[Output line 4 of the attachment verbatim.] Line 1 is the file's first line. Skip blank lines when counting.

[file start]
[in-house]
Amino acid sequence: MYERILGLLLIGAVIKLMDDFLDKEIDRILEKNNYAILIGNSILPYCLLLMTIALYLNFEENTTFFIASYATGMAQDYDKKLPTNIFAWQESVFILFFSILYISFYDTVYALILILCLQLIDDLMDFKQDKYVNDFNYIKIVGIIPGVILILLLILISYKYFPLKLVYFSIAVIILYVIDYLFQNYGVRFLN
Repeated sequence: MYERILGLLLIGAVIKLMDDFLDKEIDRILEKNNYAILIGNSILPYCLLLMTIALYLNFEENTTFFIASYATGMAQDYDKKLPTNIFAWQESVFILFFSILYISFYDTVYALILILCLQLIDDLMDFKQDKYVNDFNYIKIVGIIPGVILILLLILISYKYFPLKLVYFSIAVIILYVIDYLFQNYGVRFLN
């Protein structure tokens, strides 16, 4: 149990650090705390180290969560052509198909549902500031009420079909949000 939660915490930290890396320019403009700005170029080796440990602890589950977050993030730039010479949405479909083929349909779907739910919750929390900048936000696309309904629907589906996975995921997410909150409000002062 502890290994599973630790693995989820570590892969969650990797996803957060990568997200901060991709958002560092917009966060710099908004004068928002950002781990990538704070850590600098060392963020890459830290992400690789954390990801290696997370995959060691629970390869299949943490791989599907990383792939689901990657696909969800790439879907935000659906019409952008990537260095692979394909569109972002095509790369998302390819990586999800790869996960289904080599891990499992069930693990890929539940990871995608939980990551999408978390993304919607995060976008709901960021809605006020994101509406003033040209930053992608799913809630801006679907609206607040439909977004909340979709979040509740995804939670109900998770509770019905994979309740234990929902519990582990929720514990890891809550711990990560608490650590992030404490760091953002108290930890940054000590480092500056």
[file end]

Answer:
């Protein structure tokens, strides 16, 4: 149990650090705390180290969560052509198909549902500031009420079909949000 939660915490930290890396320019403009700005170029080796440990602890589950977050993030730039010479949405479909083929349909779907739910919750929390900048936000696309309904629907589906996975995921997410909150409000002062 502890290994599973630790693995989820570590892969969650990797996803957060990568997200901060991709958002560092917009966060710099908004004068928002950002781990990538704070850590600098060392963020890459830290992400690789954390990801290696997370995959060691629970390869299949943490791989599907990383792939689901990657696909969800790439879907935000659906019409952008990537260095692979394909569109972002095509790369998302390819990586999800790869996960289904080599891990499992069930693990890929539940990871995608939980990551999408978390993304919607995060976008709901960021809605006020994101509406003033040209930053992608799913809630801006679907609206607040439909977004909340979709979040509740995804939670109900998770509770019905994979309740234990929902519990582990929720514990890891809550711990990560608490650590992030404490760091953002108290930890940054000590480092500056």